How was the digitization of the skeleton of Inia geoffrensis
The main purpose of this project is to facilitate the access and visibility of bone material for use by students, teachers, medical examiners, forensic experts, and experts in zoology, veterinary medicine, paleontology, archeozoology, among others. On the other hand, access to different scientific or historical collections that are an important and interesting part of our heritage is limited, and for safety or conservation reasons, they are not physically exposed to the public. It would therefore be desirable to increase their visibility and diffusion. The work presented here is a more extensive step to that already given, showing the possibilities of applying this methodology to different species of the collections of the Biological Station of Doñana-CSIC.
The pink river dolphin or Inia geoffrensis has been chosen for this project to include in the digitized collection the second skeleton from the American continent. With previous projects such as the Iberian Lynx or the Imperial Iberian Eagle, we want to broaden the interest of all Spanish-speaking audiences and spheres.
This project has been possible thanks to an aid for activities of scientific dissemination of the Vicerrectorado of Investigation granted to Juan Francisco Beltrán and has been realized jointly by BioScripts and the Department of Zoology of the Universidad de Sevilla, on material of the collections of the Estación Biológica de Doñana - CSIC.
Techniques & Methods
1) The choice of specie and specimen
After examining a series of copies of the collection of Estación Biológica de Doñana (EBD-CSIC), Juan Francisco Beltrán selected a skeleton for its revision. The complete digitization was performed on the EBD 22170 specimen, whose skeleton was incomplete. It is a possible young male who died in July 1988. Due to the place of origin, Mantecal (Venezuela), we could say that it is a pink dolphin of the Orinoco (Inia geoffrensis humboldtiana).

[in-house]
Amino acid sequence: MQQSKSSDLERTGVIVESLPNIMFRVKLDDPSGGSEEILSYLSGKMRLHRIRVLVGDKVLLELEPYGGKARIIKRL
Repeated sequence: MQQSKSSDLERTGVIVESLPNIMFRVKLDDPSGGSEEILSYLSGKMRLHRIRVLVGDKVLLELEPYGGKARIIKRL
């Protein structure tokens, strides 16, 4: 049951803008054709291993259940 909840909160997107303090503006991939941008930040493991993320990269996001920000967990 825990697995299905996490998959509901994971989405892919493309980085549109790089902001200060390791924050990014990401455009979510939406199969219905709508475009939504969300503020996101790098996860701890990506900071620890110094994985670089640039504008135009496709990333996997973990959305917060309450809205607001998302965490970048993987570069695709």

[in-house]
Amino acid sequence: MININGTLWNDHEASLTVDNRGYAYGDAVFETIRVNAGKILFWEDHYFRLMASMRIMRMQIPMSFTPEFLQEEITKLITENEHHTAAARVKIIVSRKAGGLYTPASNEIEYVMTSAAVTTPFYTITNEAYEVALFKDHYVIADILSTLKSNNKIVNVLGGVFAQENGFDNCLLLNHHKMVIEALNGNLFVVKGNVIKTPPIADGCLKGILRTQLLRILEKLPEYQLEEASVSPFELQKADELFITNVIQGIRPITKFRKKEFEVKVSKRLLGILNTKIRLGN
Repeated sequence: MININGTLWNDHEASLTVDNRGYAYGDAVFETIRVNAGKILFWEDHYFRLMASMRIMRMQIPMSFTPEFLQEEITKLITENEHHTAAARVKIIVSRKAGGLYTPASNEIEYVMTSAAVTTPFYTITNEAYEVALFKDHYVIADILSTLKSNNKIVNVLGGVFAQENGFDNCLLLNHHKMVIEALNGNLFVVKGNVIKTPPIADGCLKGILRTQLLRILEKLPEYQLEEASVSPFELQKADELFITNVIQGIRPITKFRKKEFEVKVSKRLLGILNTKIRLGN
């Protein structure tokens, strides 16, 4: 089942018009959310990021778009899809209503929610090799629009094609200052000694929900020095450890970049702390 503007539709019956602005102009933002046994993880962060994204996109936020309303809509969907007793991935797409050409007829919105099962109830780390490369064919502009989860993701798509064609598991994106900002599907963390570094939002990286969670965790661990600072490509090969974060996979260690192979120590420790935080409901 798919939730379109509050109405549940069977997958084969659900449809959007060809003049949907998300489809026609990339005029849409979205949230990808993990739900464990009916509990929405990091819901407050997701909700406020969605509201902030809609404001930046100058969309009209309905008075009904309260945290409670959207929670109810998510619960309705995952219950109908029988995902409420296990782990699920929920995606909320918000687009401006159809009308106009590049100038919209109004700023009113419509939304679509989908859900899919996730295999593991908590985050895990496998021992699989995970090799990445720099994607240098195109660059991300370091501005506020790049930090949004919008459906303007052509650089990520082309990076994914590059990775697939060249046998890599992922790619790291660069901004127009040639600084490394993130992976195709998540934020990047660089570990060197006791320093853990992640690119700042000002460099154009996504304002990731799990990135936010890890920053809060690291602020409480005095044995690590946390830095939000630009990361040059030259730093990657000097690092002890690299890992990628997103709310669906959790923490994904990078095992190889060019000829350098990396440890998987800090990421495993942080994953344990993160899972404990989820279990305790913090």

2) Phase of photography and measurement
A Nikon D300 camera with a Nikkor 105mm f / 2.8 D AF Micro lens was used for shooting. The same dark chamber was used that was used for the digitization of the Imperial Iberian Eagle with a light configuration in which a right main source and a left reflector were used for complete illumination of the bone.
Finally the photos were processed for the correct visualization of the photos, besides the removal of the supports or backgrounds.
The number of photographs per turn was maintained for the Iberian lynx, so 50 photos were taken per turn of each of the 52 digitized bones. To this were added 6 standard photographs as they were indicated in the reference book "A guide to the measurement of animal bones from archaeological sites" (Von Den Driesch, 1976). This book was also taken as a reference of the measures that would be necessary to show in the bones.
Measurement was performed manually using a 0.01 mm precision digital Mitutoyo caliper. Finally, a database was made showing the names, their abbreviation and the value of the measure.